October 22, 2021

How public policy affects private schools

Reforms in funding for New York City’s public schools had consequences for the private school sector.

Public School 215 in New York City.


Parents in the United States have more alternatives than ever for their children’s schooling, with many considering a range of options from public to private to charter schools.

Although public and private schools operate under different financial models, there are important ways in which policies aimed at one can affect the other.

In a paper in the American Economic Review, authors Michael Dinerstein and Troy Smith investigate how funding changes to New York City public schools impacted demand for private schools. They find that funding increases on the public side led to significant declines in demand for private schools, leading many institutions to close.

The findings highlight important tradeoffs policymakers must consider when passing educational reforms.

“When education policy targets one sector, the spillover effects on other sectors can be quite large,” Dinerstein said in an interview with the AEA. “It may cause policymakers to change the way they think about the effects on the original public school district.”

When education policy targets one sector, the spillover effects on other sectors can be quite large. It may cause policymakers to change the way they think about the effects on the original public school district.

Michael Dinerstein

In late 2006, a New York Court of Appeals decision called for more equal per-student funding across districts in the state. The largest beneficiary was New York City, which stood to receive $3.2 billion to be distributed based on a formula factoring in each school’s enrollment, academic standards, and special needs.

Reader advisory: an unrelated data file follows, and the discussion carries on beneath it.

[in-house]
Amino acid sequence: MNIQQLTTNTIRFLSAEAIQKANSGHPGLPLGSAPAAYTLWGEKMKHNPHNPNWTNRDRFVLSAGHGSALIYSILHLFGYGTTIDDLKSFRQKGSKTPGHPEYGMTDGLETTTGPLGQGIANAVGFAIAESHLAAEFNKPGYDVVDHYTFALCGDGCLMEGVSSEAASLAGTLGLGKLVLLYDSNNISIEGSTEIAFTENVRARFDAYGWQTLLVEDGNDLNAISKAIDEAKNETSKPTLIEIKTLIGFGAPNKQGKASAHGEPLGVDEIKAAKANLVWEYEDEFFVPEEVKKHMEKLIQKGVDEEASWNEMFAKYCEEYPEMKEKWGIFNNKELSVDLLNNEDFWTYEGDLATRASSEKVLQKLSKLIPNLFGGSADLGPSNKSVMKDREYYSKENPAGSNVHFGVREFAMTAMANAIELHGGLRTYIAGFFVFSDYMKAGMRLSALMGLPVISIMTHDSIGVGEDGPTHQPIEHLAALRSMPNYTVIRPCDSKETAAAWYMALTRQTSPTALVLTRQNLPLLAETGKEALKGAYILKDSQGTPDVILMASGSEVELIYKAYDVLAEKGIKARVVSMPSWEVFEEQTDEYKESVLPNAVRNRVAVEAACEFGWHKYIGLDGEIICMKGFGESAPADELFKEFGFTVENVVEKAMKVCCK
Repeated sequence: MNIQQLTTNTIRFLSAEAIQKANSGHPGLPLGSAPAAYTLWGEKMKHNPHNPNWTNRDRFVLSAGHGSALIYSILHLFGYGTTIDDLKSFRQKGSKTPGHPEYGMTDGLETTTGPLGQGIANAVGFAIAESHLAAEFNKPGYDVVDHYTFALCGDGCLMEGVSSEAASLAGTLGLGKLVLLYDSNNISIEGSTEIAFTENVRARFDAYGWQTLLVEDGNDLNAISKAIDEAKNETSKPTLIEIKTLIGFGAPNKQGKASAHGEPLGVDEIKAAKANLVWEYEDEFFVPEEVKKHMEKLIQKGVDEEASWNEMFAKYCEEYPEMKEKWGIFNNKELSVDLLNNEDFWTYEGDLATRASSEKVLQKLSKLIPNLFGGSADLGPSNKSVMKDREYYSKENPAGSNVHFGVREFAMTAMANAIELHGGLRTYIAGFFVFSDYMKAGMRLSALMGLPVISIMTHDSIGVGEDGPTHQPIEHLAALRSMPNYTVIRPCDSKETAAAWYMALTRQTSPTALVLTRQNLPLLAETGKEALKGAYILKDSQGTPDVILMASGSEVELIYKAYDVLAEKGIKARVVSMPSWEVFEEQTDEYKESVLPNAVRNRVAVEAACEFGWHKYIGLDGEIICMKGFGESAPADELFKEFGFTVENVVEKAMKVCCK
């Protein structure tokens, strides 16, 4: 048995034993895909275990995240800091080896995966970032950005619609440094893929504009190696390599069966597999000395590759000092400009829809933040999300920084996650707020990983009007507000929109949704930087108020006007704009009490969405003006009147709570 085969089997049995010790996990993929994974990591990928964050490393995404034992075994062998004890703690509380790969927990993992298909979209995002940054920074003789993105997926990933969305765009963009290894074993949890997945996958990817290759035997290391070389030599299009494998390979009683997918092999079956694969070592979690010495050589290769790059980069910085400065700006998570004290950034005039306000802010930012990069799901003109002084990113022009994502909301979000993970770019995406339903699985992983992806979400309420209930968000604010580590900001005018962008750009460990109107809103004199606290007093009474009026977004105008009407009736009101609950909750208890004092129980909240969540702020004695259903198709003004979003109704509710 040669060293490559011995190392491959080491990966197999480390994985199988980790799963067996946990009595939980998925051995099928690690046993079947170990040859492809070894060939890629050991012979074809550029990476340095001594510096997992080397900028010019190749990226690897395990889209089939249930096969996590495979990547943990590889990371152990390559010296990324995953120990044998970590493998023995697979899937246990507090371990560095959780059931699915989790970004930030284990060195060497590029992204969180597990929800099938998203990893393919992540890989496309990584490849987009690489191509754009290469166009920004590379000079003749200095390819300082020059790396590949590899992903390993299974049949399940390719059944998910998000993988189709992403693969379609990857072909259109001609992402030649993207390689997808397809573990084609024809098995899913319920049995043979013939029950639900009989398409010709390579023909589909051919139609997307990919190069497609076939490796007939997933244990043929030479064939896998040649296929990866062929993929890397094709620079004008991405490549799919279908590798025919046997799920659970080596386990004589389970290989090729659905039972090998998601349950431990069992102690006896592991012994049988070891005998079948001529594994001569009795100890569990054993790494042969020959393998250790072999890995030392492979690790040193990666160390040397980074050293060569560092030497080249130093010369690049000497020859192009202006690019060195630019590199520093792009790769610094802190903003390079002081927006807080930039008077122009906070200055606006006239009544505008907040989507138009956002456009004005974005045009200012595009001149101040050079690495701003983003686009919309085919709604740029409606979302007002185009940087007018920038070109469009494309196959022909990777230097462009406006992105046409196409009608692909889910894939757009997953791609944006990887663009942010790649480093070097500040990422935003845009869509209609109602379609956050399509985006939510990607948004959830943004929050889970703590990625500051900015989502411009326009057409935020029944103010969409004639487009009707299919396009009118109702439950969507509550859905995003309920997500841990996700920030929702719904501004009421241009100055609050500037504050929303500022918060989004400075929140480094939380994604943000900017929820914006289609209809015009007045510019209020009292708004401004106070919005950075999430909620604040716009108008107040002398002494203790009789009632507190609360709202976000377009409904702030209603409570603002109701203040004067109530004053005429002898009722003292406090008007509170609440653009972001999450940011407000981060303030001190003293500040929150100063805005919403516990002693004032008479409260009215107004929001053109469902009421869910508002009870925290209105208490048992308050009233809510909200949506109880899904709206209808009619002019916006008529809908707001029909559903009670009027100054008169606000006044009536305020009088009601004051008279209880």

The authors collected data on school enrollments, budgets and expenditures, and student test scores to investigate how schools responded. Using a statistical approach known as difference-in-difference, they found that a funding increase of $1,000 per student for a public elementary or middle school led to a 6 percent decline in the number of nearby private schools.

School exits and entrants
The chart below shows the number of schools that opened and closed in New York City every two years between 2004 and 2012. It combines two separate datasets — the Private School Survey (PSS), which is used to track private school characteristics, and New York State Education Department (NYSED) data, used for public schools. The vertical line marks the implementation of the Fair Student Funding reform.


“[Schools invested in] more experienced teachers and you see improvements in test scores,” Dinerstein said. “They spend it in a way that local families value.”

The most vulnerable private schools were those with already low enrollments or those that didn’t distinguish themselves from what the public schools offered, either in educational curriculum or resources.

The findings reveal how financially fragile many private schools are, and how large an effect public policy has on them. The loss of a few students per grade was enough to force smaller schools to close, leading to even larger increases in public enrollment. The authors found that one-fifth of the enrollment increase in “winning” public schools—those that received additional  funding—was due to the shrinking supply of private schools.

Their study offers important policy lessons beyond private schools in New York. Tennessee has considered approving the third largest voucher program in the nation, which may significantly impact the growth of private schools in that state. 

There are also questions about how the growth of charter schools will affect traditional institutions.

“A lot of similar dynamics could be at play between traditional public and public charter schools,” Dinerstein said.

“Quantifying the Supply Response of Private Schools to Public Policies” appears in the October 2021 issue of the American Economic Review.